Coriole's old house and barn were constructed in about 1860. The slate roof of the old house, and its immense slate slab floors are typical of early houses of the district. Coriole was first owned by an English company, managed by Geoffrey Kay, a distant relative of the the Kays of nearby Amery Winery. Coriole's old shiraz vines were planted in 1919, when the district was experiencing a strong surge in export growth of its burgundy style wines to England and increasing wine sales interstate.
The paths of Coriole and Seaview crossed in 1935, when the Kays bought Hope Farm. The Mannings had sold Hope Farm to the Cravens in 1891, and during World War I, the Craven's son was killed in action. In his grief, his father lost his mind, and the property was managed by his wife until 1935. In that year, she sold it to the Kays of Coriole, who ran both properties until 1948, when they sold to Edward Chaffey, and it became known as Seaview. In 1962, Coriole was sold to John Snell,who was of Swiss descent. Snell established Australia's first organic winery, Chateau Ban Sante. He farmed the original shiraz vines without chemical inputs, and built a small winery, which remains the nucleus of Coriole's modern winery today.
Hugh and Molly Lloyd acquired the property in 1968 and the first vintage release under the Coriole label was 1970. Hugh Lloyd (1914 - 1994) was a general practitioner in Adelaide's southern suburbs. The son of a Methodist minister, he had been raised in a teetotal Adelaide family, but had become very interested in wine in the 1950s. Molly Lloyd (nee Parsons 1914 - 1994) also had an enthusiasm for farming, as a member of the Parsons family who grew almonds and grapes and other fruit on the rich horticultural lands along the Sturt River in what is now suburban Oaklands Park in Adelaide.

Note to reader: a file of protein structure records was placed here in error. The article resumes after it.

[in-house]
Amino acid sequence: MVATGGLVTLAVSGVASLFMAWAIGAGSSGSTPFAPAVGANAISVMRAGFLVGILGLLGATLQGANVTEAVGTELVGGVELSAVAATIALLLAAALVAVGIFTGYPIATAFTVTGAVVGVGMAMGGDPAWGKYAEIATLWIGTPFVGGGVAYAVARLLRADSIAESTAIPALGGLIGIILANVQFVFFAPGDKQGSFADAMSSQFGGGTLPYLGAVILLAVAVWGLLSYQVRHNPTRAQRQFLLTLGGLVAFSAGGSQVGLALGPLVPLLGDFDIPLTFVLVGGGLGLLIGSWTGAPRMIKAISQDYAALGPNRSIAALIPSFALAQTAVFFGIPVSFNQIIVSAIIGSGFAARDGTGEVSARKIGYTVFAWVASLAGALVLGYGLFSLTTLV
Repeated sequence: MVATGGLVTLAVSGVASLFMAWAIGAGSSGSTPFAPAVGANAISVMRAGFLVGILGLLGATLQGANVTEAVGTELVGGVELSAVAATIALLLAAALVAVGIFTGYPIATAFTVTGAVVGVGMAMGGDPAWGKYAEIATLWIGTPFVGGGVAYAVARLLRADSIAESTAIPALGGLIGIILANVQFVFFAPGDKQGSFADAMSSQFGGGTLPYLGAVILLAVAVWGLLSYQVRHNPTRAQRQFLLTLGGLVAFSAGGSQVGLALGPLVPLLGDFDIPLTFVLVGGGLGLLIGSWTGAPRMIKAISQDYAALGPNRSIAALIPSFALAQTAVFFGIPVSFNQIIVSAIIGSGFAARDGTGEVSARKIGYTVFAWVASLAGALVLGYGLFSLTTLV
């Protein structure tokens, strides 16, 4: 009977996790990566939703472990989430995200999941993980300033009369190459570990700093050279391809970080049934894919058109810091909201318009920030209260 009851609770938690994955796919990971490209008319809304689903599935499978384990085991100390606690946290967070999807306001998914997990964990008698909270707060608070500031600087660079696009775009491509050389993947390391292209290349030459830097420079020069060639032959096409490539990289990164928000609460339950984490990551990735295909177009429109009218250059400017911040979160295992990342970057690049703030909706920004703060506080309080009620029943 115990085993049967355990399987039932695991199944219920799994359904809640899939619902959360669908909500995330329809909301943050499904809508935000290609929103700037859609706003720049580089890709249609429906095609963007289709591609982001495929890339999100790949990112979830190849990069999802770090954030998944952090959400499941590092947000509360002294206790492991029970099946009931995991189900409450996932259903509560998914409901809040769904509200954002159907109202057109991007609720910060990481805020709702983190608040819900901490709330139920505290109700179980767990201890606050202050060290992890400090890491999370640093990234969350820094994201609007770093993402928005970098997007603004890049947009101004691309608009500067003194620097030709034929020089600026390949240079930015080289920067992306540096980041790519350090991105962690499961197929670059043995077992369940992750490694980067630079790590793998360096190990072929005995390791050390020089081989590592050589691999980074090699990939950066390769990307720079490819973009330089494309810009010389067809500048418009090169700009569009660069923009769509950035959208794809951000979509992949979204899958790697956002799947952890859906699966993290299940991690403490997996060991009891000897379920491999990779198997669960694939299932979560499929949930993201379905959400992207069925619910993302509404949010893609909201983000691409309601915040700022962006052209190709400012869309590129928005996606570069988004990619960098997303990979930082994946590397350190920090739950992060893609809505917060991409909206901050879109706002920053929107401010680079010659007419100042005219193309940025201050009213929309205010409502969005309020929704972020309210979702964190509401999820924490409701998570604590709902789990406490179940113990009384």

Together, Hugh and Molly laid strong foundations for Coriole. Hugh Lloyd embarked on a development plan for the winery and vineyard, using the old shiraz vines to establish the reputation of the business, while equipping the winery with more modern technology. He was helped in the early years by winemaker Graeme Stevens, with Coriole winning the coveted Wine Bushing King and Queen title in both 1974 and 1975 for making the best shiraz wines in the McLaren Vale district.
The 1980's were a relative quite time in the Australian wine industry. It was during this period that Coriole pioneered the development of Italian varieties by planting Sangiovese, which became the only Sangiovese produced in the country for many years. Also during this period Coriole was one of the first companies to release an extra virgin olive oil and start producing aged sweet vinegar - released each year after five years maturation.
As the 1990s developed, interest in wine boomed. This was reinforced by the increasing evidence of the health benefits of red wine. During the 1990's the winery expanded its markets both in Australia and overseas. Winemakers at Coriole have included Robert Paul, Stephen Hall and since 1999 Grant Harrison. Paul Lloyd,the youngest sibling of the Lloyd family, became business manager in 1993. Today, Coriole employs eleven full time staff, and crushes more than 500 tonnes a year.
The winemaking at Coriole is preceded by thorough assessment of wine styles and the wine plans for each vintage. This process involves many members of staff, including managing director Mark Lloyd. The aim is to maintain Coriole’s tradition of producing premium full-bodied red wines from McLaren Vale, focusing on Shiraz and Cabernet Sauvignon. However, we are also enthusiastic about the ambitious plans for Sangiovese at the winery and its potential to produce such a contrasting style to Shiraz.
Coriole carries its tendency for innovation and experimentation into winemaking as well. Often this involves the evaluation of different vineyards. However, each vintage is an opportunity to experiment with new techniques and evaluate their role in achieving the Coriole wine style. Most commonly very traditional techniques are used. Red wines are mainly open fermented in stainless steel or old wax lined concrete tanks. Ferments are hand plunged 2 and 3 times a day with warm but controlled ferments. New oak is used in some red wines but usually only after prior experimental use has established the appropriate role of the oak. Many wines are such as Sangiovese and Redstone are specifically matured in older oak to gain maturity but with mimimum contribution of oak extract in the wine. The ageing potential of these wines is not compromised in any way.